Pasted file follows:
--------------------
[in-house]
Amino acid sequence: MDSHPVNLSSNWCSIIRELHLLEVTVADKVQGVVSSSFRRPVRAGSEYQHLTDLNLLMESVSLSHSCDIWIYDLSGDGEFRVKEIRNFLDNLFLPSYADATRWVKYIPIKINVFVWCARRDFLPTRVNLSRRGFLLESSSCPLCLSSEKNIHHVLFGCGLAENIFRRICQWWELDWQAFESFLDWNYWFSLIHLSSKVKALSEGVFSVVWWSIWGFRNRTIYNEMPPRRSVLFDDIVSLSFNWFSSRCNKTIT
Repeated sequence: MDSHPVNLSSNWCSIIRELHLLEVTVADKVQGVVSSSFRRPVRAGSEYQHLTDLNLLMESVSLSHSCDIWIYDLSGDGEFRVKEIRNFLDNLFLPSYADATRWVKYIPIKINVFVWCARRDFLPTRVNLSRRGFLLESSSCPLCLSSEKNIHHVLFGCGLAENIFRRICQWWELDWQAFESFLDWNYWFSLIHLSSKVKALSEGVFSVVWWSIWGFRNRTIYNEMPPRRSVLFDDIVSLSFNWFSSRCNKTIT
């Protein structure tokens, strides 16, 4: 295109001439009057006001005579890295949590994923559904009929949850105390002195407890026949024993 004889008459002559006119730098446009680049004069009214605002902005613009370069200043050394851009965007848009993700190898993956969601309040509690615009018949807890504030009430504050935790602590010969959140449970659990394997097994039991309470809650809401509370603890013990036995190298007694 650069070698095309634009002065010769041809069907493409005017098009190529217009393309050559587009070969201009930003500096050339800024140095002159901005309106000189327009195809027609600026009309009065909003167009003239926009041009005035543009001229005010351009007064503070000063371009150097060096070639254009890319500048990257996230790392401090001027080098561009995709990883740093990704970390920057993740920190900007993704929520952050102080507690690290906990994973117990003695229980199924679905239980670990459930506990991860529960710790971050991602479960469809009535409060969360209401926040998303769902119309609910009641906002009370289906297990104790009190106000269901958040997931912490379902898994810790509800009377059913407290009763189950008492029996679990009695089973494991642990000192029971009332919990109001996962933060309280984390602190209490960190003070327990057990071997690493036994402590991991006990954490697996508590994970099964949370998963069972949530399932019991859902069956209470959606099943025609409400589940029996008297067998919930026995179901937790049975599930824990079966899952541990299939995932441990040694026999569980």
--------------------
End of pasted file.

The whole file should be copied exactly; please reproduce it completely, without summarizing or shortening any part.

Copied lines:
[in-house]
Amino acid sequence: MDSHPVNLSSNWCSIIRELHLLEVTVADKVQGVVSSSFRRPVRAGSEYQHLTDLNLLMESVSLSHSCDIWIYDLSGDGEFRVKEIRNFLDNLFLPSYADATRWVKYIPIKINVFVWCARRDFLPTRVNLSRRGFLLESSSCPLCLSSEKNIHHVLFGCGLAENIFRRICQWWELDWQAFESFLDWNYWFSLIHLSSKVKALSEGVFSVVWWSIWGFRNRTIYNEMPPRRSVLFDDIVSLSFNWFSSRCNKTIT
Repeated sequence: MDSHPVNLSSNWCSIIRELHLLEVTVADKVQGVVSSSFRRPVRAGSEYQHLTDLNLLMESVSLSHSCDIWIYDLSGDGEFRVKEIRNFLDNLFLPSYADATRWVKYIPIKINVFVWCARRDFLPTRVNLSRRGFLLESSSCPLCLSSEKNIHHVLFGCGLAENIFRRICQWWELDWQAFESFLDWNYWFSLIHLSSKVKALSEGVFSVVWWSIWGFRNRTIYNEMPPRRSVLFDDIVSLSFNWFSSRCNKTIT
């Protein structure tokens, strides 16, 4: 295109001439009057006001005579890295949590994923559904009929949850105390002195407890026949024993 004889008459002559006119730098446009680049004069009214605002902005613009370069200043050394851009965007848009993700190898993956969601309040509690615009018949807890504030009430504050935790602590010969959140449970659990394997097994039991309470809650809401509370603890013990036995190298007694 650069070698095309634009002065010769041809069907493409005017098009190529217009393309050559587009070969201009930003500096050339800024140095002159901005309106000189327009195809027609600026009309009065909003167009003239926009041009005035543009001229005010351009007064503070000063371009150097060096070639254009890319500048990257996230790392401090001027080098561009995709990883740093990704970390920057993740920190900007993704929520952050102080507690690290906990994973117990003695229980199924679905239980670990459930506990991860529960710790971050991602479960469809009535409060969360209401926040998303769902119309609910009641906002009370289906297990104790009190106000269901958040997931912490379902898994810790509800009377059913407290009763189950008492029996679990009695089973494991642990000192029971009332919990109001996962933060309280984390602190209490960190003070327990057990071997690493036994402590991991006990954490697996508590994970099964949370998963069972949530399932019991859902069956209470959606099943025609409400589940029996008297067998919930026995179901937790049975599930824990079966899952541990299939995932441990040694026999569980």